Furious Pete (TV, food, and fitness) has more than 5 million YouTube followers. Kristina Bazan (fashion) has more than 2.4 million Instagram followers. Jake Paul (millennials) has more than 17 million social media followers. A social media mention from an influencer, or better yet, a video post that mentions your product or service is going to reach a profoundly broad and engaged audience.

Many major companies are now partnering – and paying – the big influencers to promote their product. If you want to master social media, pay attention to who the influencers are in your market.

They don’t have to be the biggest names around, but with a few hundred thousand followers you can make an impact if you can get these people to share, like, tweet, or feature your content in some way. Use resources like BuzzSumo and find the top blogs in your industry to get a better idea of who the influencers are that you may want to connect with.

Examine your social media ads – a lot

Ads continue to be a popular social media marketing tool as they offer marketers a cost-effective way not just to build brand awareness, but also to test their products and messaging and to get important feedback for building future campaigns.

Facebook ads still offer the best ROI by far – 95.8%, compared to 63.5% on Twitter and 2.1% on Snapchat. However, these numbers can shift quickly, especially as the newer networks like Snapchat and Instagram blossom in 2017.

Managing director of Traktek Partners Cyril Lemaire warns that Twitter will see a double-digit decline in active users this year. While this may or may not come to pass, it is important to be agile and to switch gears midstream if your ads aren’t working.

Make sure you are consistently measuring the results of your advertising campaigns, and track changes over time. This will help your team make smart decisions when it comes to social media advertising.

Take a fresh approach to your social media marketing efforts in order to take advantage of the opportunities that are available right now. No longer does it make sense to just chug away with your accounts and follow general trends. Your marketing efforts should be both more sophisticated and much more creative. The brands that can master these qualities will leap ahead in 2017.

For more insight on social media strategies, see How To Weave Social Media Into The Fabric Of The Business.

Image: pixabay

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Michael Brenner

About Michael Brenner

Michael Brenner is a globally-recognized keynote speaker, author of  The Content Formula and the CEO of Marketing Insider GroupHe has worked in leadership positions in sales and marketing for global brands like SAP and Nielsen, as well as for thriving startups. Today, Michael shares his passion on leadership and marketing strategies that deliver customer value and business impact. He is recognized by the Huffington Post as a Top Business Keynote Speaker and   a top  CMO influencer by Forbes.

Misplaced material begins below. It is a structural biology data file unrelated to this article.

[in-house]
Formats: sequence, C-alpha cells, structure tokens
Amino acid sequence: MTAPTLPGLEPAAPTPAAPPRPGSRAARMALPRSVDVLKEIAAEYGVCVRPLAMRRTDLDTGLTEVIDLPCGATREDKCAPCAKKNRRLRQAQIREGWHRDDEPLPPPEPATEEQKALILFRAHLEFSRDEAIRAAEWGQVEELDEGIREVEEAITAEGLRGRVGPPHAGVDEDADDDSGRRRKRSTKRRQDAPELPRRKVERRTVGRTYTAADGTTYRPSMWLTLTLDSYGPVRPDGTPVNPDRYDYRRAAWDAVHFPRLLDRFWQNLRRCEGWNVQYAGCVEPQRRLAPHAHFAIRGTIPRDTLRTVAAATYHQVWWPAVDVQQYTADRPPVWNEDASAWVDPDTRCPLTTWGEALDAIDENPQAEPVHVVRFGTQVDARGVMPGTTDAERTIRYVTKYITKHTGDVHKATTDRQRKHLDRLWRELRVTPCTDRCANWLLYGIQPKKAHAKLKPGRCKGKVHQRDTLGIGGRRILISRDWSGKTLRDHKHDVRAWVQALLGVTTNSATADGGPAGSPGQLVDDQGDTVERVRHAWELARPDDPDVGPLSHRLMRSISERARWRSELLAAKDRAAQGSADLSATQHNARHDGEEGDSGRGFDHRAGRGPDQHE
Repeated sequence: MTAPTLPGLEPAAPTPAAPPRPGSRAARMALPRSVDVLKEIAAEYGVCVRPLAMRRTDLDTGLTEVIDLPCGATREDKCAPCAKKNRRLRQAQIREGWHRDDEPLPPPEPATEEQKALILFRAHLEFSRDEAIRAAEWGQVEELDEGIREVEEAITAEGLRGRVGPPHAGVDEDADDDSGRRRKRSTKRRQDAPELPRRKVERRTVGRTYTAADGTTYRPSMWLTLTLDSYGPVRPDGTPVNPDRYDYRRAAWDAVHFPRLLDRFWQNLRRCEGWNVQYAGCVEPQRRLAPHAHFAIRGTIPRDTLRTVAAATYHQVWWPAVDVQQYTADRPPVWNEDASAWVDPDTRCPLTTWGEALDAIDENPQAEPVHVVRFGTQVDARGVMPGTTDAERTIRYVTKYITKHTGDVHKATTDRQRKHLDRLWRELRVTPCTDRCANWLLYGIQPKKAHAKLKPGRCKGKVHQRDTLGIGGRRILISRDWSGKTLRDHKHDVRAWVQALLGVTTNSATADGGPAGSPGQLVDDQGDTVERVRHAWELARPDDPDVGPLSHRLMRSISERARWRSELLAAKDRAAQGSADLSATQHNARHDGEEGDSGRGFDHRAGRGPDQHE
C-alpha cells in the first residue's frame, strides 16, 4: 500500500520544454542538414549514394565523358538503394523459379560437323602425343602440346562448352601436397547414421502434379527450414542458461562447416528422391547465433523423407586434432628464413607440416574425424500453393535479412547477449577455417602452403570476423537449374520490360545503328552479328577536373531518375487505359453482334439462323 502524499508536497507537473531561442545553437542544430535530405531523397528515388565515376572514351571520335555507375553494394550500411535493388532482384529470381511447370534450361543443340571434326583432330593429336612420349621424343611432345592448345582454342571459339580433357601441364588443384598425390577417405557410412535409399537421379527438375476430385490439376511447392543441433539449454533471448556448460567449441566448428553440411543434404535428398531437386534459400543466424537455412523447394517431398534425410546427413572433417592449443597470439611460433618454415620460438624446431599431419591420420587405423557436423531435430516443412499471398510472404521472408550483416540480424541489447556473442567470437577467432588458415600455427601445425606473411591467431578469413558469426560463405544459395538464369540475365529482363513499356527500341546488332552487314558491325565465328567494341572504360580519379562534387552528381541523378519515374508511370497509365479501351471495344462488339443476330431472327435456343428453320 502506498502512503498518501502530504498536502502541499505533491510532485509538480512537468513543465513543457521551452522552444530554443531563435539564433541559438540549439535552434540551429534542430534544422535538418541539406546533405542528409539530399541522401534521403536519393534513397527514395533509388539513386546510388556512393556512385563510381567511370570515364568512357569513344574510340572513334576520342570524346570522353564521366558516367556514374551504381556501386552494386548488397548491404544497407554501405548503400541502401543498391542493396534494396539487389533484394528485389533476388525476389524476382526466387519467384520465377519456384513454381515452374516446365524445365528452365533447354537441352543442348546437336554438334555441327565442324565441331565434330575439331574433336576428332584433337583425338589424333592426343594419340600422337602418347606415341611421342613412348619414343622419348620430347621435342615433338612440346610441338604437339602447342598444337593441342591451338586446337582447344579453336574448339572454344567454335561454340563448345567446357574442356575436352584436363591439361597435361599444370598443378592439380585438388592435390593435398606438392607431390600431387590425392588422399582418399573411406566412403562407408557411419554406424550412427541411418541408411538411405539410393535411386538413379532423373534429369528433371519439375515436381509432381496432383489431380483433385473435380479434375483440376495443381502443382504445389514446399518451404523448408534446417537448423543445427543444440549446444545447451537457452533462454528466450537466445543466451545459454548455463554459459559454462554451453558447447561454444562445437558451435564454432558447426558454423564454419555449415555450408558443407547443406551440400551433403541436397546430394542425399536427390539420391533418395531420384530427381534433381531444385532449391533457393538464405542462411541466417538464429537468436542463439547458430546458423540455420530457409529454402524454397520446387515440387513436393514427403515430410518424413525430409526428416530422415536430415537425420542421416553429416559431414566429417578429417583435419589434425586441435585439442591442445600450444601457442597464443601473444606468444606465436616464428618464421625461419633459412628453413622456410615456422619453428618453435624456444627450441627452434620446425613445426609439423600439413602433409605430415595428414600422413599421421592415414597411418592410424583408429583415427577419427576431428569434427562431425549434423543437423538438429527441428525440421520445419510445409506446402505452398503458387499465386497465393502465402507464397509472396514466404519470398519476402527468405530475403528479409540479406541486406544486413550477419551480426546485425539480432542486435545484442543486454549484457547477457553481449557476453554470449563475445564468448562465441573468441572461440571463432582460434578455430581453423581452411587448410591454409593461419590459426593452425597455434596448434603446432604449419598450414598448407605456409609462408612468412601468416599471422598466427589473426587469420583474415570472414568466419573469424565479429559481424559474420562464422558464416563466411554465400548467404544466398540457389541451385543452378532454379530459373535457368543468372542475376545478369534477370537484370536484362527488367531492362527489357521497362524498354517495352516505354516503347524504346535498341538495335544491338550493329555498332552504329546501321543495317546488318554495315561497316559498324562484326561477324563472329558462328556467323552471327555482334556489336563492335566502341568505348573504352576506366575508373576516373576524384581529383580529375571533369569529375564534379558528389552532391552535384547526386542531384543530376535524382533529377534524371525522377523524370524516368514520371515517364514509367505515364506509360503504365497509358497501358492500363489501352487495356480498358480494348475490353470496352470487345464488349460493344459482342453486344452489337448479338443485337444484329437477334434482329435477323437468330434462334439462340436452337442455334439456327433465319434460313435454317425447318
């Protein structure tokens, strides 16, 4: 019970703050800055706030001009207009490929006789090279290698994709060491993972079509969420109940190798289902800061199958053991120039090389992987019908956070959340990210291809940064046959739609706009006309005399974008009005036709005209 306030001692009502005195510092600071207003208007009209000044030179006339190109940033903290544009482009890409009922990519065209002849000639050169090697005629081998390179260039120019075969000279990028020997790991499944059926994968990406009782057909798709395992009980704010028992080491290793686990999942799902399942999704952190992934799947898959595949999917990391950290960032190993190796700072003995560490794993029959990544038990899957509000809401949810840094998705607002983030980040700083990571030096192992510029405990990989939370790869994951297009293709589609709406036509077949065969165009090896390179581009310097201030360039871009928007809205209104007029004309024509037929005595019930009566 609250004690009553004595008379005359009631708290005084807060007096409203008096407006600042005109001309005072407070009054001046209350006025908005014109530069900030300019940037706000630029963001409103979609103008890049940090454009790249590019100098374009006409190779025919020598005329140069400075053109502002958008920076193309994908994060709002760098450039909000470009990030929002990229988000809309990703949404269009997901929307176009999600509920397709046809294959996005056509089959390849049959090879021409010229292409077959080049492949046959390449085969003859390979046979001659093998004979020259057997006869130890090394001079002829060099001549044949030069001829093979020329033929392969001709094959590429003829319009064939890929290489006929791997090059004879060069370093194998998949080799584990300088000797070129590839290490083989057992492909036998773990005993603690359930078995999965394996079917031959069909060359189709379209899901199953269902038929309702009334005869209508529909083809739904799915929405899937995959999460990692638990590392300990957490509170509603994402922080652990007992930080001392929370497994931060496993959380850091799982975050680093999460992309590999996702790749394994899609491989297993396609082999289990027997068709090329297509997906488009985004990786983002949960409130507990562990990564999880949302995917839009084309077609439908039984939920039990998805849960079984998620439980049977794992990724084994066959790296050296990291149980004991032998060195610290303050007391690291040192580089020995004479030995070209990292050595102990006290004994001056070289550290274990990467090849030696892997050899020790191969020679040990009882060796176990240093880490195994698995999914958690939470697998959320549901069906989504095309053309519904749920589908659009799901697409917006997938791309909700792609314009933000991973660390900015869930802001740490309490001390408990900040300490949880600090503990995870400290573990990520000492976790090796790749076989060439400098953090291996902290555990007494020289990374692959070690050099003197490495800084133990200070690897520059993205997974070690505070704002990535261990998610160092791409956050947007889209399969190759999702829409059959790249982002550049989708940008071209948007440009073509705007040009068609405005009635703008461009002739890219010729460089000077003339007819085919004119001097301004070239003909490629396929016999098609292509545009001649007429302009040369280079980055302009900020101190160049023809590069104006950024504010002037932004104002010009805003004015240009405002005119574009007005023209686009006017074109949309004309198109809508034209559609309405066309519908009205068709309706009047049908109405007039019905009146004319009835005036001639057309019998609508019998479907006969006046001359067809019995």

The Death Of The Water Cooler Moment: Advertising In The On-Demand Landscape

Michael Brenner

The water cooler moment ranks among the unsung cultural drivers of modern corporate life. Imagine it’s Monday morning in the office, staff are arriving and preparing for the working week ahead, but leaving their desks for a minute or two to grab a glass of water or a cup of coffee or tea, and lingering around the water cooler discussing the weekend’s news or must-see binge-worthy series on Netflix.

As a cultural phenomenon it was almost unique. There was no broadcasting taking place, no additional message being transmitted, just groups of people gathering together to discuss key moments in popular culture and current events. But to dismiss this sort of occurrence as simple is to miss out on the bigger picture altogether.

It was the social and psychological complexity of the water cooler moment that made it so valuable for advertisers and digital marketers. People don’t want to be socially excluded. They don’t want to miss out on the cultural products du jour or appear ignorant on the issues of the day.

This psychology exerts pressure; it pushes media consumers and television watchers to follow the herd, bunching up and collecting themselves into one place. This makes the life of a media services provider much easier.

The end of an era

Two things torpedoed the water cooler moment: advances in technology and shifting attitudes towards television consumption. Homes that once had a single central television set are now not so limited. Several decades ago, as televisions became cheaper, households often bought second or third sets for other rooms. In recent years, computers have found pride of place in the home, providing more screens on which to view broadcasts traditionally reserved for the television.